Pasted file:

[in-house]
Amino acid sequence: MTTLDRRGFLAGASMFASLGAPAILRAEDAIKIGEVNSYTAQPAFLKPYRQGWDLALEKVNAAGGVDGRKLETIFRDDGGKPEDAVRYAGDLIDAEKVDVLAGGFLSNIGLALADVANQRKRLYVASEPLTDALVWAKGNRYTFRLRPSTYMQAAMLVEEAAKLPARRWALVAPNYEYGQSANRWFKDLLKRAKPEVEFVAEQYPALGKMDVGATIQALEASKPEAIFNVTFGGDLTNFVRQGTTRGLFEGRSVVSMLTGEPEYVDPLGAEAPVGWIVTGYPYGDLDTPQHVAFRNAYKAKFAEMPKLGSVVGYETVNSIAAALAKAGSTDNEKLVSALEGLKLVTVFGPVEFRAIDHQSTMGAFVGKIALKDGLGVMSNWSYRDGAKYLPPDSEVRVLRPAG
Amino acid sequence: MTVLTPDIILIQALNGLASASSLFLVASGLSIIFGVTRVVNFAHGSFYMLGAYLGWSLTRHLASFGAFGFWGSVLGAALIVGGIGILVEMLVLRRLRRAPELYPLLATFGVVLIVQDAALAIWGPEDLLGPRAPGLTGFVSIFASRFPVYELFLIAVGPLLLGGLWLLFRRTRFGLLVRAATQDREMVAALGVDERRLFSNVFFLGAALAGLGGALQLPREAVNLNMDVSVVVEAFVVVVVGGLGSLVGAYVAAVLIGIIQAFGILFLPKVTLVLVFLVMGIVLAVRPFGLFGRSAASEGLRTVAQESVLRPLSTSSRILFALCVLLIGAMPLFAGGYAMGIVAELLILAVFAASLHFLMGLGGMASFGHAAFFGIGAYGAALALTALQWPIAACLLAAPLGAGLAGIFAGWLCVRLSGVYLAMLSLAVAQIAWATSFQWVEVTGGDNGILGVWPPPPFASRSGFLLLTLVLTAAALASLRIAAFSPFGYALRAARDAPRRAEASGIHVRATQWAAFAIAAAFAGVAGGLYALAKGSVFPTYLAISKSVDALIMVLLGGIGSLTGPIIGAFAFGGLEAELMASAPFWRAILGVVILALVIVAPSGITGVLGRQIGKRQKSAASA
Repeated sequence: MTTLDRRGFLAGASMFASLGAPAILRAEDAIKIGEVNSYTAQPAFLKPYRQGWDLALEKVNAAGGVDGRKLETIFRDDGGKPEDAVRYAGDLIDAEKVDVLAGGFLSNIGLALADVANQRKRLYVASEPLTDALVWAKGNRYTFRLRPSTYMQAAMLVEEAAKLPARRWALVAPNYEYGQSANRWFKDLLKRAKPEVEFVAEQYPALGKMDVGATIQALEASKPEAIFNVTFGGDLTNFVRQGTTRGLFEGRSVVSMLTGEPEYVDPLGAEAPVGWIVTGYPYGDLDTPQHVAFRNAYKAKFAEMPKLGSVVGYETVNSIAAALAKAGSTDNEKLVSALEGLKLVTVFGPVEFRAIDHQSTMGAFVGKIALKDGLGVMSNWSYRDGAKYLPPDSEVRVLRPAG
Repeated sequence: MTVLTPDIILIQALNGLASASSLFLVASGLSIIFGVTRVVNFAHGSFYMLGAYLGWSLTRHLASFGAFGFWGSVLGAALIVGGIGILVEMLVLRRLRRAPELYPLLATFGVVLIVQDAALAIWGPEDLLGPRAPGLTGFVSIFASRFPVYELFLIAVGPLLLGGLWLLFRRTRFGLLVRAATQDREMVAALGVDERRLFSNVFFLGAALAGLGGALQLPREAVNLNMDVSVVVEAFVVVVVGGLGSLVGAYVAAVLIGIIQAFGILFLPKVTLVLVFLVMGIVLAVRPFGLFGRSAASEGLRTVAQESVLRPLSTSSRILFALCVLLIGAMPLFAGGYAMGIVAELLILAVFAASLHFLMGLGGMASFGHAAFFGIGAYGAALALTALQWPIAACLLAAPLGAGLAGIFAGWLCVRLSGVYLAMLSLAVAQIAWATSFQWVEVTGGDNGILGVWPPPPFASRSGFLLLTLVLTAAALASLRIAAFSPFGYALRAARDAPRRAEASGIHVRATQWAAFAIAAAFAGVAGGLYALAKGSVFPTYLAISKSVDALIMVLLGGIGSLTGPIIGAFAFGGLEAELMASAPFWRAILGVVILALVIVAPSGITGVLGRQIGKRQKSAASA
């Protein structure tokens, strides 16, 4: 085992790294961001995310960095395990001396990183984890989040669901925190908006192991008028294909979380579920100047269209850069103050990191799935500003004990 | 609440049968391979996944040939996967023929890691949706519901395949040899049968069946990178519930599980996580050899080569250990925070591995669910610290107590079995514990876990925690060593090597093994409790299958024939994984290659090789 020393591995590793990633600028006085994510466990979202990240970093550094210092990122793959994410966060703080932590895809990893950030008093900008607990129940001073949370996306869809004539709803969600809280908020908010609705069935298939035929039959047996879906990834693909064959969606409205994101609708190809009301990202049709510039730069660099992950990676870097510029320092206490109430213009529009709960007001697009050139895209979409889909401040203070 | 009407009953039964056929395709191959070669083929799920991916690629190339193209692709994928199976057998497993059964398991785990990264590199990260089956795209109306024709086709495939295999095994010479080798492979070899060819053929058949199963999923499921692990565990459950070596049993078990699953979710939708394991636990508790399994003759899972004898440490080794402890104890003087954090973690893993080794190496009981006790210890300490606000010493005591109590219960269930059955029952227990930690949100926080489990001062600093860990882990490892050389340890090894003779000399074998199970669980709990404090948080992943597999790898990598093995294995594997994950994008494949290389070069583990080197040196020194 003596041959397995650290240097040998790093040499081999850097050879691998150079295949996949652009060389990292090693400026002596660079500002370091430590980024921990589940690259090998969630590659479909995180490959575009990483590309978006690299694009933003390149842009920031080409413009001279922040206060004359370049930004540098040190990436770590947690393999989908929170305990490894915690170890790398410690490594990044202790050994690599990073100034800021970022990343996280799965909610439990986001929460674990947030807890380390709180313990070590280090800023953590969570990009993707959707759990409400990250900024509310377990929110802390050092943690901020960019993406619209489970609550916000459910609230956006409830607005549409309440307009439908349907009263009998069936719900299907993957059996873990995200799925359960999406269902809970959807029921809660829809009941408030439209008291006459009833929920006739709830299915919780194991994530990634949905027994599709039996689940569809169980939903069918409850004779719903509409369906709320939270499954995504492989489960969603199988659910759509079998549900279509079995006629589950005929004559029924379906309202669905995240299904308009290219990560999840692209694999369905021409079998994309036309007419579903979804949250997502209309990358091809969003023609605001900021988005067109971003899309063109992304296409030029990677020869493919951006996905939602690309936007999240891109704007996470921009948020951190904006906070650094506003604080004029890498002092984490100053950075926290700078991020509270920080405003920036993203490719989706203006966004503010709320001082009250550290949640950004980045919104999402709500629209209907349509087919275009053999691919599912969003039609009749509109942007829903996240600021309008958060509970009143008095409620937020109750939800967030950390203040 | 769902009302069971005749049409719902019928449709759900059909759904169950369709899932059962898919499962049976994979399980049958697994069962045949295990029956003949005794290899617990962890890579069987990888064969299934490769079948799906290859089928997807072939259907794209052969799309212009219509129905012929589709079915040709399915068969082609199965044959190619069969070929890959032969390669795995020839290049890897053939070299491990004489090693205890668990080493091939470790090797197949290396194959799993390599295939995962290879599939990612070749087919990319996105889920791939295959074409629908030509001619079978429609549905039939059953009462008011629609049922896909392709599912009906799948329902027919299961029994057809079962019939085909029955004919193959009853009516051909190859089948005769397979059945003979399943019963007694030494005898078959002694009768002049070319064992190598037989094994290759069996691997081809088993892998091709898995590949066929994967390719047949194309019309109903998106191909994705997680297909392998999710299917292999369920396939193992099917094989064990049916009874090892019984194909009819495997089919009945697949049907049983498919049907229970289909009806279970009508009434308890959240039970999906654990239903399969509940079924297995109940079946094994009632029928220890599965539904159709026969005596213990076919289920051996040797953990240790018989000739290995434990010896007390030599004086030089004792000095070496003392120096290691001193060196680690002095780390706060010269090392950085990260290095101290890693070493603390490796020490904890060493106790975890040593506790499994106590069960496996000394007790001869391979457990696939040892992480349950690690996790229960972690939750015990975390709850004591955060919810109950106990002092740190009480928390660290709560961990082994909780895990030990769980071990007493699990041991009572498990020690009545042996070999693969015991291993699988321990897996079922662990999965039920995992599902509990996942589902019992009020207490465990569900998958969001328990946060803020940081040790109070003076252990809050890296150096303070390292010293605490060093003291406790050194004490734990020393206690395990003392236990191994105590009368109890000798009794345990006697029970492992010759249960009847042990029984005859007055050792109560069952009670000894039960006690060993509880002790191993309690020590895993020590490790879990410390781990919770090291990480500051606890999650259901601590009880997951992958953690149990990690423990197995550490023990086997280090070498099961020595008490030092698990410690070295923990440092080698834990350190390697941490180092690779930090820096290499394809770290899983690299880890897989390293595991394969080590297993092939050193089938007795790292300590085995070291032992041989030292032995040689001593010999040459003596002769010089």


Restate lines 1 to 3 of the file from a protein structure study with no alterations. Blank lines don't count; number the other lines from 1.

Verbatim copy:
[in-house]
Amino acid sequence: MTTLDRRGFLAGASMFASLGAPAILRAEDAIKIGEVNSYTAQPAFLKPYRQGWDLALEKVNAAGGVDGRKLETIFRDDGGKPEDAVRYAGDLIDAEKVDVLAGGFLSNIGLALADVANQRKRLYVASEPLTDALVWAKGNRYTFRLRPSTYMQAAMLVEEAAKLPARRWALVAPNYEYGQSANRWFKDLLKRAKPEVEFVAEQYPALGKMDVGATIQALEASKPEAIFNVTFGGDLTNFVRQGTTRGLFEGRSVVSMLTGEPEYVDPLGAEAPVGWIVTGYPYGDLDTPQHVAFRNAYKAKFAEMPKLGSVVGYETVNSIAAALAKAGSTDNEKLVSALEGLKLVTVFGPVEFRAIDHQSTMGAFVGKIALKDGLGVMSNWSYRDGAKYLPPDSEVRVLRPAG
Amino acid sequence: MTVLTPDIILIQALNGLASASSLFLVASGLSIIFGVTRVVNFAHGSFYMLGAYLGWSLTRHLASFGAFGFWGSVLGAALIVGGIGILVEMLVLRRLRRAPELYPLLATFGVVLIVQDAALAIWGPEDLLGPRAPGLTGFVSIFASRFPVYELFLIAVGPLLLGGLWLLFRRTRFGLLVRAATQDREMVAALGVDERRLFSNVFFLGAALAGLGGALQLPREAVNLNMDVSVVVEAFVVVVVGGLGSLVGAYVAAVLIGIIQAFGILFLPKVTLVLVFLVMGIVLAVRPFGLFGRSAASEGLRTVAQESVLRPLSTSSRILFALCVLLIGAMPLFAGGYAMGIVAELLILAVFAASLHFLMGLGGMASFGHAAFFGIGAYGAALALTALQWPIAACLLAAPLGAGLAGIFAGWLCVRLSGVYLAMLSLAVAQIAWATSFQWVEVTGGDNGILGVWPPPPFASRSGFLLLTLVLTAAALASLRIAAFSPFGYALRAARDAPRRAEASGIHVRATQWAAFAIAAAFAGVAGGLYALAKGSVFPTYLAISKSVDALIMVLLGGIGSLTGPIIGAFAFGGLEAELMASAPFWRAILGVVILALVIVAPSGITGVLGRQIGKRQKSAASA